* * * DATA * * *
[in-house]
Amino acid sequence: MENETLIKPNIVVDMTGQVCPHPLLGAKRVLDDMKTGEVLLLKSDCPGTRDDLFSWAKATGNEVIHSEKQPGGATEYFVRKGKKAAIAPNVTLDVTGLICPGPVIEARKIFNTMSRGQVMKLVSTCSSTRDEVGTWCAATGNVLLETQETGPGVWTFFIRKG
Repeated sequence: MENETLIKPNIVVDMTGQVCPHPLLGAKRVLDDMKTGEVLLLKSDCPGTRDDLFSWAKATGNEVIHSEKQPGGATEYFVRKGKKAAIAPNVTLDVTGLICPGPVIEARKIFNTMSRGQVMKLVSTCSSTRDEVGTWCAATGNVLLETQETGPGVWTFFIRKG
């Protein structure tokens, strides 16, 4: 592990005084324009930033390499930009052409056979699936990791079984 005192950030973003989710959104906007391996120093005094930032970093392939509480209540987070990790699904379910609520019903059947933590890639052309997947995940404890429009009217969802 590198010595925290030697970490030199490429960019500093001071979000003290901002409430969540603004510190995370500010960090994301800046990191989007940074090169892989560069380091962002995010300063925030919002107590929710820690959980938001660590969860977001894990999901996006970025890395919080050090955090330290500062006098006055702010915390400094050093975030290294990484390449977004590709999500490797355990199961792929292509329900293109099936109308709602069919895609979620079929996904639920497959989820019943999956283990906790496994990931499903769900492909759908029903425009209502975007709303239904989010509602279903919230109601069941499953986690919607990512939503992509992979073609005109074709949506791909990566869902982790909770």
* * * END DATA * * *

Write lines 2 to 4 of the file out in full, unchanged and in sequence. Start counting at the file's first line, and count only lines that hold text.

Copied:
Amino acid sequence: MENETLIKPNIVVDMTGQVCPHPLLGAKRVLDDMKTGEVLLLKSDCPGTRDDLFSWAKATGNEVIHSEKQPGGATEYFVRKGKKAAIAPNVTLDVTGLICPGPVIEARKIFNTMSRGQVMKLVSTCSSTRDEVGTWCAATGNVLLETQETGPGVWTFFIRKG
Repeated sequence: MENETLIKPNIVVDMTGQVCPHPLLGAKRVLDDMKTGEVLLLKSDCPGTRDDLFSWAKATGNEVIHSEKQPGGATEYFVRKGKKAAIAPNVTLDVTGLICPGPVIEARKIFNTMSRGQVMKLVSTCSSTRDEVGTWCAATGNVLLETQETGPGVWTFFIRKG
């Protein structure tokens, strides 16, 4: 592990005084324009930033390499930009052409056979699936990791079984 005192950030973003989710959104906007391996120093005094930032970093392939509480209540987070990790699904379910609520019903059947933590890639052309997947995940404890429009009217969802 590198010595925290030697970490030199490429960019500093001071979000003290901002409430969540603004510190995370500010960090994301800046990191989007940074090169892989560069380091962002995010300063925030919002107590929710820690959980938001660590969860977001894990999901996006970025890395919080050090955090330290500062006098006055702010915390400094050093975030290294990484390449977004590709999500490797355990199961792929292509329900293109099936109308709602069919895609979620079929996904639920497959989820019943999956283990906790496994990931499903769900492909759908029903425009209502975007709303239904989010509602279903919230109601069941499953986690919607990512939503992509992979073609005109074709949506791909990566869902982790909770």